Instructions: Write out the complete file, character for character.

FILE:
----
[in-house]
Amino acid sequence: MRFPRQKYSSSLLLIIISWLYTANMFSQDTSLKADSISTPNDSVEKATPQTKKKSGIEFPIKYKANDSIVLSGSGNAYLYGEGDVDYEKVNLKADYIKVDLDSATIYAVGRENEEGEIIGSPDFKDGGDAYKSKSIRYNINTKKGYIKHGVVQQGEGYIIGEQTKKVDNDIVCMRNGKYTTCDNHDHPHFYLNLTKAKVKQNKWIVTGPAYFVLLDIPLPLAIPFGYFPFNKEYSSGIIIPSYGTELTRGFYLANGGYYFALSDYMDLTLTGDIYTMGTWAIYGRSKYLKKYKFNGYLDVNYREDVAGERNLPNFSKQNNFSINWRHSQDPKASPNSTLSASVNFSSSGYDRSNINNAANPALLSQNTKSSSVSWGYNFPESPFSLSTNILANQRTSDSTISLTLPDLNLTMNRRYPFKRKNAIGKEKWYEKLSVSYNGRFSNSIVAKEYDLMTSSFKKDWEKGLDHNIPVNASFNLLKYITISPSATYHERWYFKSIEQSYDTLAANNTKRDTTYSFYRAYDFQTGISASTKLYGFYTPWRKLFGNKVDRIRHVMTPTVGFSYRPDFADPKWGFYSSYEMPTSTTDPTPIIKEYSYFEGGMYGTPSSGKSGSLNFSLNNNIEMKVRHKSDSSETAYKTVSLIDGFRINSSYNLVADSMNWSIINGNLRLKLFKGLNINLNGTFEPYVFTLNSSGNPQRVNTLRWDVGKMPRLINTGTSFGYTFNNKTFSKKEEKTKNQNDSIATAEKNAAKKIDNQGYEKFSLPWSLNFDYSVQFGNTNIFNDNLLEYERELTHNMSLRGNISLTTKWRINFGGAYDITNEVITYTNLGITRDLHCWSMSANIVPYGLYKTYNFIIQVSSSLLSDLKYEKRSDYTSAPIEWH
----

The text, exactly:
[in-house]
Amino acid sequence: MRFPRQKYSSSLLLIIISWLYTANMFSQDTSLKADSISTPNDSVEKATPQTKKKSGIEFPIKYKANDSIVLSGSGNAYLYGEGDVDYEKVNLKADYIKVDLDSATIYAVGRENEEGEIIGSPDFKDGGDAYKSKSIRYNINTKKGYIKHGVVQQGEGYIIGEQTKKVDNDIVCMRNGKYTTCDNHDHPHFYLNLTKAKVKQNKWIVTGPAYFVLLDIPLPLAIPFGYFPFNKEYSSGIIIPSYGTELTRGFYLANGGYYFALSDYMDLTLTGDIYTMGTWAIYGRSKYLKKYKFNGYLDVNYREDVAGERNLPNFSKQNNFSINWRHSQDPKASPNSTLSASVNFSSSGYDRSNINNAANPALLSQNTKSSSVSWGYNFPESPFSLSTNILANQRTSDSTISLTLPDLNLTMNRRYPFKRKNAIGKEKWYEKLSVSYNGRFSNSIVAKEYDLMTSSFKKDWEKGLDHNIPVNASFNLLKYITISPSATYHERWYFKSIEQSYDTLAANNTKRDTTYSFYRAYDFQTGISASTKLYGFYTPWRKLFGNKVDRIRHVMTPTVGFSYRPDFADPKWGFYSSYEMPTSTTDPTPIIKEYSYFEGGMYGTPSSGKSGSLNFSLNNNIEMKVRHKSDSSETAYKTVSLIDGFRINSSYNLVADSMNWSIINGNLRLKLFKGLNINLNGTFEPYVFTLNSSGNPQRVNTLRWDVGKMPRLINTGTSFGYTFNNKTFSKKEEKTKNQNDSIATAEKNAAKKIDNQGYEKFSLPWSLNFDYSVQFGNTNIFNDNLLEYERELTHNMSLRGNISLTTKWRINFGGAYDITNEVITYTNLGITRDLHCWSMSANIVPYGLYKTYNFIIQVSSSLLSDLKYEKRSDYTSAPIEWH